Yellow Rose REVIEW – A Search For Identity & Purpose

What is the American dream for an undocumented immigrant?

Yellow Rose
Image from film

Yellow Rose arrives at a particularly distressed time in the constant battle for the rights and humanity of immigrants. The Trump administration in the United States ran on a platform that stoked American fears of migrants and any other group that they deemed undeserving of a life in the country, and continues to fan those flames to this day. So it’s interesting that this film, about a young Filipina girl and her undocumented single mother attempting to survive in a small Texas town that doesn’t want them there, is one that has been fifteen years in development. The timing of its long-delayed release couldn’t be any more resonant.

Broadway and West End star Eva Noblezada makes her film debut as Rose Garcia, a typical teenage girl who longs for more freedom from her protective mother, Priscilla (Princess Punzalan). Rose spends what free time she has listening to country music and riding her bike around the trivial Texas locale her parents arrived at after leaving The Philippines, which Priscilla describes as “crowded and hot”. Dad has since passed away, but his love for music has been passed on to his daughter, who has the talent but lacks the confidence and the means to actually record or perform what she’s written.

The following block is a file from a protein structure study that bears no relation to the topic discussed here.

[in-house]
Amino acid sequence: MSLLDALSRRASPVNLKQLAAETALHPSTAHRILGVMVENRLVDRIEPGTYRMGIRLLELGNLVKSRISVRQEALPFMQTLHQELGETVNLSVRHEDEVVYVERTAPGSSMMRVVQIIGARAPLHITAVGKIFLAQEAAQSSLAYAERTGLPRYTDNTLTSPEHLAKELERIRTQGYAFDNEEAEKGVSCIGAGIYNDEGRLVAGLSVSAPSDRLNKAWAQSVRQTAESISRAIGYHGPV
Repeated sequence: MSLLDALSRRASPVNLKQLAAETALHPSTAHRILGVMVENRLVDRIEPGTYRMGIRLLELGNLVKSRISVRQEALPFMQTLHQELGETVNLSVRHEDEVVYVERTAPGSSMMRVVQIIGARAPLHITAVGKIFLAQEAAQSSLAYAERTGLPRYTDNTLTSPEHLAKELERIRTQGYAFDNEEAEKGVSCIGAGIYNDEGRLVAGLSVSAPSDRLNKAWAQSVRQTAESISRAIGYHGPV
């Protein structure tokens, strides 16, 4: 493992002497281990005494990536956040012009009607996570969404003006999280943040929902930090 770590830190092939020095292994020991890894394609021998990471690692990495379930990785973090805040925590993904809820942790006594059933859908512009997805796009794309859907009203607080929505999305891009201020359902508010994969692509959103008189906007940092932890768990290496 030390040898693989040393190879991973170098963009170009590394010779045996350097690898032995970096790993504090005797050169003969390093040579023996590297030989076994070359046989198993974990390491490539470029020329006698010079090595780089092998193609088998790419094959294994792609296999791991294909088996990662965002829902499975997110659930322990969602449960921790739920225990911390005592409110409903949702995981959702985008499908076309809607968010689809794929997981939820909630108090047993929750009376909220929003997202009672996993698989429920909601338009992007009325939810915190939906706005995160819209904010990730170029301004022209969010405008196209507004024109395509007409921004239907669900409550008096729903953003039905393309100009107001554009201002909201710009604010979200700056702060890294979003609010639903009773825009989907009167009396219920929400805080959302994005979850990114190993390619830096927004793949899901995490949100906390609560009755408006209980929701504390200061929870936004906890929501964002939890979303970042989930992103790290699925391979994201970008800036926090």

The pair’s undocumented status becomes a nightmare scenario when ICE agents raid the run-down motel where Priscilla works and lives, taking her into custody and threatening her with deportation. Rose, with the help of her friend Elliot (Liam Booth), barely manages to escape being taken herself. She must now find her own way to survive in a place that she doesn’t fit in, seeking out an estranged aunt (Lea Salonga) and being taken under the wing of a music mentor, country musician Dale Watson (playing himself).

Editors Taylor Levy and Liron Reiter move Yellow Rose along at a brisk pace with minimal dialogue, which works well for the first act in establishing the characters and their lives without bogging the audience down with exposition. The film also benefits from this quick and precise editing style when the story – which takes place over the span of several months – needs to show the passage of time. But the short scenes can often feel disjointed, moving forward before you have a chance to settle into a mood or feeling. As a result, it’s difficult to become invested in the relationships between the characters; their chemistry is lacking because we’re missing out on longer scenes that could flesh out their connections.

Noblezada is able to make the most out of what she’s given, turning Rose into a fully-rounded character. She comes off quiet, shy, and polite at the start, but once she’s finally out of the confines of the motel, her personality begins to shine. The sheer delight on her face as she watches her first live music show at a dance hall in Austin tells you all you need to know, and later, a fierce and righteous fury peeks through as her anger and resentment towards her situation grows. But Noblezada’s strongest asset (besides her effortless singing talent) may be her ability to portray intense and dramatic anguish, as anyone familiar with her roles in Miss Saigon and Hadestown can attest to. As she watches her mother get dragged away and as her own struggles continue to mount up, Rose’s cries of pain and frustration are immediately affecting and moving.